• Penetration of the interarcuate ligament appears to be painful even if small quantities of local anaesthetic are injected along the track of the needle. Adequate restraint is important. (B205.12.w12)
  • As soon as penetration of the interarcuate ligament is felt, withdraw the stilette from the needle; if air is heard entering the needle then the epidural space has been entered. (B205.12.w12)
    • Make a trial injection to confirm correct placement: there should be practically no resistance to injection. (B205.12.w12)
  • If cerebrospinal fluid flows from the needle when the stilette is withdrawn, gently and quickly withdraw the needle until the flow stops, then inject. (B205.12.w12)
Appropriate Use (?)
  • Lumbosacral epidural block may be used for: "difficult manipulative reposition; extensive embryotomy; amputation of the prolapsed uterus; caesarean section; examination of and operation on the penis; cutting operations about the prepuce and inguinal regions; castration; operative interferences on the udder; operations on the hind limb such as amputation of the digit." (B121.12.w12)
Notes Cardiovascular responses to segmental lumbar block T13 to L1:
  • These changes do not appear to be of clinical significance. (B205.12.w12)
  • Reduced mean arterial pressure. (B205.12.w12)
  • Increased carbon dioxide due to increased heart rate which occurs as a response to decreased vascular resistance. (B205.12.w12)
Complications/ Limitations / Risk
  • With injection from the caudal epidural (sacrococcygeal) site, satisfactory cranial spread for lumbar epidural block is not always achieved. (B205.12.w12)
  • Lumbosacral epidural with lumbosacral injection: The needle may enter the subarachnoid space, in which case proceeding with injection will produce subarachnoid, not epidural, block. Several hours are required for a hole in the dura to seal. (B205.12.w12)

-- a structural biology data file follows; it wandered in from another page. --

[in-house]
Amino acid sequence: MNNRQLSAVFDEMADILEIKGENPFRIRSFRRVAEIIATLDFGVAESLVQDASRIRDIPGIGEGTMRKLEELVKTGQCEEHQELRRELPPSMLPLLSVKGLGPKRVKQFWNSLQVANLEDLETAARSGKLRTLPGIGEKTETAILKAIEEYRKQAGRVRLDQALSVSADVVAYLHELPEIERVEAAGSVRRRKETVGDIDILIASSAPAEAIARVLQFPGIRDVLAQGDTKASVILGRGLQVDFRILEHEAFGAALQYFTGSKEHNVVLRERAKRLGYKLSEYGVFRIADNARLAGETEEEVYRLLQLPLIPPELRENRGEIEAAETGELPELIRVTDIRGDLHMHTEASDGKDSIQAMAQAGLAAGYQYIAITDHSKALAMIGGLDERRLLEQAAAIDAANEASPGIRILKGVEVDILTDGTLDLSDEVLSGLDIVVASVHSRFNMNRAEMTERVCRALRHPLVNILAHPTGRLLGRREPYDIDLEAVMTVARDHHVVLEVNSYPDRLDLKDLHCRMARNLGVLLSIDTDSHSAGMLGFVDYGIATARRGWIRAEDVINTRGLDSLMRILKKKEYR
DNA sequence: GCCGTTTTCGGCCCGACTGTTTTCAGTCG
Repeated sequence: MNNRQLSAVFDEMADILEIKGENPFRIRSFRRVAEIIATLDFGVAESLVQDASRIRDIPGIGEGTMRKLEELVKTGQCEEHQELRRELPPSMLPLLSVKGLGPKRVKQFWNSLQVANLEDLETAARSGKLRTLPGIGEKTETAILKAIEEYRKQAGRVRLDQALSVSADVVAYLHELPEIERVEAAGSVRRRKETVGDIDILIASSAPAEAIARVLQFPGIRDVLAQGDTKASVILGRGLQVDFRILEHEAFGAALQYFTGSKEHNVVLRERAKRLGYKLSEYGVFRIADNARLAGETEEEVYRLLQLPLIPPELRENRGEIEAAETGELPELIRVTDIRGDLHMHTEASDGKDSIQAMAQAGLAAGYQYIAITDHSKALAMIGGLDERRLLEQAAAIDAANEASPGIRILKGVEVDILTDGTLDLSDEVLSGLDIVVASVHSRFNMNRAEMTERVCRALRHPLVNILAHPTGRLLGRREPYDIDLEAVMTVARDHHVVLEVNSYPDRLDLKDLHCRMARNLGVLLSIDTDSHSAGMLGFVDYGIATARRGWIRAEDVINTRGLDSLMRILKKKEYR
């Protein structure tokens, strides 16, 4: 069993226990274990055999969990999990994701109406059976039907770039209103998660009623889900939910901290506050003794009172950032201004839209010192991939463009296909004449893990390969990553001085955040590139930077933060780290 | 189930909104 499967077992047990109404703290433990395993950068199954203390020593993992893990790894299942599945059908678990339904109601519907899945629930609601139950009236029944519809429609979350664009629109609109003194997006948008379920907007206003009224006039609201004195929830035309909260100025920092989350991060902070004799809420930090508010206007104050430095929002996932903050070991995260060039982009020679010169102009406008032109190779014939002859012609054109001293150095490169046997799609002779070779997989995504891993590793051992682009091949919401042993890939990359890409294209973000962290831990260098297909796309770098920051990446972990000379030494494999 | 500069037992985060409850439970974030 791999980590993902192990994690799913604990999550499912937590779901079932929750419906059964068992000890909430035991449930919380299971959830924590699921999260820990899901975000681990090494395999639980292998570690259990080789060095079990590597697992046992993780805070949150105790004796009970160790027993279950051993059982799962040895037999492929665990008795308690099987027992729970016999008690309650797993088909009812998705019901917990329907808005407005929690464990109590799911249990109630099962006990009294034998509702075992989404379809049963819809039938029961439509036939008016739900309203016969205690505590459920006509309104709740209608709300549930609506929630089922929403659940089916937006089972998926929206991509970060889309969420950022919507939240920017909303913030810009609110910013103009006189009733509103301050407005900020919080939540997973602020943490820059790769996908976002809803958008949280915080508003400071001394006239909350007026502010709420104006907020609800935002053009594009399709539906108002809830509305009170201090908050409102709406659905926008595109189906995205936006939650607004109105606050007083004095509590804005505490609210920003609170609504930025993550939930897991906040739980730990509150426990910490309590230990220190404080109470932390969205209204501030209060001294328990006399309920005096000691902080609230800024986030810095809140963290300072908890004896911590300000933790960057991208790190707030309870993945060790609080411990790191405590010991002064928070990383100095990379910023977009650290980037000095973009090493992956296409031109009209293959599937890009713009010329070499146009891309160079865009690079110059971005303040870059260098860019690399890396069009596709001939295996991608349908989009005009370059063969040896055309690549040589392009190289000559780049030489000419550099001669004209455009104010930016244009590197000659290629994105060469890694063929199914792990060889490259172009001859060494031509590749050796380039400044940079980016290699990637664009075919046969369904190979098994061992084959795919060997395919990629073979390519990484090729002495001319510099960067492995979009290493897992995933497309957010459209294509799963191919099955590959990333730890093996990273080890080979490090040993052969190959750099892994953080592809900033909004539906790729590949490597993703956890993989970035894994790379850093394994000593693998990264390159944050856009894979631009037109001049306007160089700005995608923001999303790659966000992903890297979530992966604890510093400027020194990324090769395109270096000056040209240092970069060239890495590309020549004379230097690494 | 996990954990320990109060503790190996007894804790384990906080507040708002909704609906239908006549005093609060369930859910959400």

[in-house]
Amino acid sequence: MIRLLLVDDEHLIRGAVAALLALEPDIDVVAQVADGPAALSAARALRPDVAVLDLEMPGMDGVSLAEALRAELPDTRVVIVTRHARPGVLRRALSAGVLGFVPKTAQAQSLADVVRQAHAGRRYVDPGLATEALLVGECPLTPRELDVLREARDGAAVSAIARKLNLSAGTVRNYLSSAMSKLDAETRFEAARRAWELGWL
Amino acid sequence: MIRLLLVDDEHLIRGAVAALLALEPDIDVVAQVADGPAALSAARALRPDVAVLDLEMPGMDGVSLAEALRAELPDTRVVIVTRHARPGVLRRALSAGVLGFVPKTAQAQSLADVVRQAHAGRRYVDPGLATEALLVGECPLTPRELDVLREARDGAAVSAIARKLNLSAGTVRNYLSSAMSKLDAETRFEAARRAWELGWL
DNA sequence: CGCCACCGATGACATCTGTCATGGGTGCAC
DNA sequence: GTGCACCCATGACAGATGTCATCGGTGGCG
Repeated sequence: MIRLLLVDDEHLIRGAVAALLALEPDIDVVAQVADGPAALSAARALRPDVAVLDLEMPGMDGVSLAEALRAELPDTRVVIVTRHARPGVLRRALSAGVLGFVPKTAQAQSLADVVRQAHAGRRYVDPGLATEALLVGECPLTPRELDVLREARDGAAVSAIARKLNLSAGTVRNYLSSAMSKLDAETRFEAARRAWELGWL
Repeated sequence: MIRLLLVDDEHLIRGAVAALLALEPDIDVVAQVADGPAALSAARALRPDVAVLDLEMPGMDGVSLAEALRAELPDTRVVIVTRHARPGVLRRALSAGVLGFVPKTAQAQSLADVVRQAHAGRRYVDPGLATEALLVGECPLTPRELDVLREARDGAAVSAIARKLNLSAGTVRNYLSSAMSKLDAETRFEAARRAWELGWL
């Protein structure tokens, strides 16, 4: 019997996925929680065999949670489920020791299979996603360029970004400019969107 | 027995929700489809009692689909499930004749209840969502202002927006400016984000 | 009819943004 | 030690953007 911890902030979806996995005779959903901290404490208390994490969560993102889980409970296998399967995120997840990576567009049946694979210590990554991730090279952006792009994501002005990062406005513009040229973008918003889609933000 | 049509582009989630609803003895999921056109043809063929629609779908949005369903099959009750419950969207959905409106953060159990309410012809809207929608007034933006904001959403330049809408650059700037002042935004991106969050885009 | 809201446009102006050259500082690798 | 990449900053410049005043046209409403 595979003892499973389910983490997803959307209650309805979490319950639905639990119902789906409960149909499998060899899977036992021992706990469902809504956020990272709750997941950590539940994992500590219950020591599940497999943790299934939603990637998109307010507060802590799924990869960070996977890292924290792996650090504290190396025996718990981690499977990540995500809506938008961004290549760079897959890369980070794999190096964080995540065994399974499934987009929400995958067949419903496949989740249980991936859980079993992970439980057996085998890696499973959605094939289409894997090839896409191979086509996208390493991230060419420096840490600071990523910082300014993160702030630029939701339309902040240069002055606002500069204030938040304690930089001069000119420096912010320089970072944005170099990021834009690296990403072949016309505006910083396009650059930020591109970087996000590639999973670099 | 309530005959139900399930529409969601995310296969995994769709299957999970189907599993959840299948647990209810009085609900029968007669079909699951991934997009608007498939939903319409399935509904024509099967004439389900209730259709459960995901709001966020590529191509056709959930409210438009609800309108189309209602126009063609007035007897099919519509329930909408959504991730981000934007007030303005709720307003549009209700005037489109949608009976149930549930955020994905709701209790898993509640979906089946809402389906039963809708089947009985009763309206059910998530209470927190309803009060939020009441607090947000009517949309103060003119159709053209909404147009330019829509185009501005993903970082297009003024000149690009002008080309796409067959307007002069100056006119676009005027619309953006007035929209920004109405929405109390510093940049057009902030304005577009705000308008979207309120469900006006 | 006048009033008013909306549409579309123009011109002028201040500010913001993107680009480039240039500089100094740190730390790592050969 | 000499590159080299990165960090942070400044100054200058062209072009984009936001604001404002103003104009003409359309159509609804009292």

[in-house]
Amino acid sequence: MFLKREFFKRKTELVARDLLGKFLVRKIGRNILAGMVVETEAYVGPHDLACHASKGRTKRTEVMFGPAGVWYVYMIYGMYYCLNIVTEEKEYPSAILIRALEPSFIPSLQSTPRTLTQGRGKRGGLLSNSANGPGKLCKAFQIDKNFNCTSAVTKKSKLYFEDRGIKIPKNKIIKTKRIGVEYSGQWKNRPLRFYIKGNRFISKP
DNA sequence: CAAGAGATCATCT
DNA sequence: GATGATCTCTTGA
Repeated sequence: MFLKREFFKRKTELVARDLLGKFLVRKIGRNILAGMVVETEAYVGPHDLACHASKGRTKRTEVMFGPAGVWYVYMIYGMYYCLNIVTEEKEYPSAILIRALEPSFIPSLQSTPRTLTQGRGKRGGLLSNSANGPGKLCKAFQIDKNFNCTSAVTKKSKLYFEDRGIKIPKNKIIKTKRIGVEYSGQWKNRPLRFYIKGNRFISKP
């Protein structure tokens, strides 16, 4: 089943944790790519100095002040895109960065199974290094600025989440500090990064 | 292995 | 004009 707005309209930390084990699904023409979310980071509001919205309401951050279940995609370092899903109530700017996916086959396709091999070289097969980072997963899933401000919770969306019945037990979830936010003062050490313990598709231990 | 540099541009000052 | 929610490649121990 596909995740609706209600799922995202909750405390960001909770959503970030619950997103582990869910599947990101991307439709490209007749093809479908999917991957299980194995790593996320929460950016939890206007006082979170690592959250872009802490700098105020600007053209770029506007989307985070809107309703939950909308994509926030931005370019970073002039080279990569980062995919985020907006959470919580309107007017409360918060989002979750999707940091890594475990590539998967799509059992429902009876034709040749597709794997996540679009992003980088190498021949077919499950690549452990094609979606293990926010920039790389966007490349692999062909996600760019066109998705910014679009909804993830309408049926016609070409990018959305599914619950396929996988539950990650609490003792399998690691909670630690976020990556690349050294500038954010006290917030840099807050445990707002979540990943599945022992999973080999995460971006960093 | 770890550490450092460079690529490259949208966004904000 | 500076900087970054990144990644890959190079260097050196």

• There is a risk of infection particularly if vaginal examination has been carried out with a dead/putrid fetus present prior to the injection being made, or if a second injection is required. (B121.12.w12)
  • There is a risk of development of hypotension. (B121.12.w12)
Equipment / Chemicals required and Suppliers
  • Local anaesthetic solution e.g. 2% lidocaine hydrochloride.
  • A spinal needle.
  • Syringe.
Expertise level / Ease of Use Procedure should only be undertaken by an individual with appropriate clinical training and practical experience; this would usually be a veterinarian or someone with advanced veterinary technician training.
Cost/ Availability
  • Appropriate spinal needles for cattle may not always be readily available.
Legal and Ethical Considerations In some countries there may be legislation restricting the use of this type of technique to licensed veterinarians. For example in the UK: "The Veterinary Surgeons Act 1966 (Section 19) provides, subject to a number of exceptions, that only registered members of the Royal College of Veterinary Surgeons may practice veterinary surgery." (see: LCofC1 - RCVS Guide to Professional Conduct 2000 - Treatment of Animals by Non-Veterinary Surgeons).
Author Dr Debra Bourne MA VetMB PhD MRCVS (V.w5)
Referee Graham Bilbrough MA, VetMB, CertVA, MRCVS (V.w69)
References B121.12.w12, B205.12.w12, LCofC1